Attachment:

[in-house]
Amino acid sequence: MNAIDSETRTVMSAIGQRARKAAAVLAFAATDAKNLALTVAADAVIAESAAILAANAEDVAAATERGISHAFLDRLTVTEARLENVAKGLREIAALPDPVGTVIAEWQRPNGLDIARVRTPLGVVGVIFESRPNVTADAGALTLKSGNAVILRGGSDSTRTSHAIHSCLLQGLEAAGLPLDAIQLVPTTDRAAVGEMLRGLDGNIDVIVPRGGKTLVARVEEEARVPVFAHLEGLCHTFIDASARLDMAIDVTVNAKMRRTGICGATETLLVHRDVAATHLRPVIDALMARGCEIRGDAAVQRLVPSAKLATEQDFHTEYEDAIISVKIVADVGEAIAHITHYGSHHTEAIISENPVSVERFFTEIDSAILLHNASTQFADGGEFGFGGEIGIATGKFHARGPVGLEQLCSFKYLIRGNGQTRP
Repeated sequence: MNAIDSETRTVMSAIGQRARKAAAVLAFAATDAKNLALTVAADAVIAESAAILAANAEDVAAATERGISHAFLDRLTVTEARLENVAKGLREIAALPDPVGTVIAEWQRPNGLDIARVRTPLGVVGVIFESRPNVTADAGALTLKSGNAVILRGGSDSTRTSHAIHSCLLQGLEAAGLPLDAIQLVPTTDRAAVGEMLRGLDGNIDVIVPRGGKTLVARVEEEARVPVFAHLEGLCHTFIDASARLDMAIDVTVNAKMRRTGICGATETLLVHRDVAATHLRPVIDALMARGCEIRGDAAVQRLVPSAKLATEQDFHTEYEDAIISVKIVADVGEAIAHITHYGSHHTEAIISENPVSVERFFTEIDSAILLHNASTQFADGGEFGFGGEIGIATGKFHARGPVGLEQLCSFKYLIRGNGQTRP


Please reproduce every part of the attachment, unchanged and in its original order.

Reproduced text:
[in-house]
Amino acid sequence: MNAIDSETRTVMSAIGQRARKAAAVLAFAATDAKNLALTVAADAVIAESAAILAANAEDVAAATERGISHAFLDRLTVTEARLENVAKGLREIAALPDPVGTVIAEWQRPNGLDIARVRTPLGVVGVIFESRPNVTADAGALTLKSGNAVILRGGSDSTRTSHAIHSCLLQGLEAAGLPLDAIQLVPTTDRAAVGEMLRGLDGNIDVIVPRGGKTLVARVEEEARVPVFAHLEGLCHTFIDASARLDMAIDVTVNAKMRRTGICGATETLLVHRDVAATHLRPVIDALMARGCEIRGDAAVQRLVPSAKLATEQDFHTEYEDAIISVKIVADVGEAIAHITHYGSHHTEAIISENPVSVERFFTEIDSAILLHNASTQFADGGEFGFGGEIGIATGKFHARGPVGLEQLCSFKYLIRGNGQTRP
Repeated sequence: MNAIDSETRTVMSAIGQRARKAAAVLAFAATDAKNLALTVAADAVIAESAAILAANAEDVAAATERGISHAFLDRLTVTEARLENVAKGLREIAALPDPVGTVIAEWQRPNGLDIARVRTPLGVVGVIFESRPNVTADAGALTLKSGNAVILRGGSDSTRTSHAIHSCLLQGLEAAGLPLDAIQLVPTTDRAAVGEMLRGLDGNIDVIVPRGGKTLVARVEEEARVPVFAHLEGLCHTFIDASARLDMAIDVTVNAKMRRTGICGATETLLVHRDVAATHLRPVIDALMARGCEIRGDAAVQRLVPSAKLATEQDFHTEYEDAIISVKIVADVGEAIAHITHYGSHHTEAIISENPVSVERFFTEIDSAILLHNASTQFADGGEFGFGGEIGIATGKFHARGPVGLEQLCSFKYLIRGNGQTRP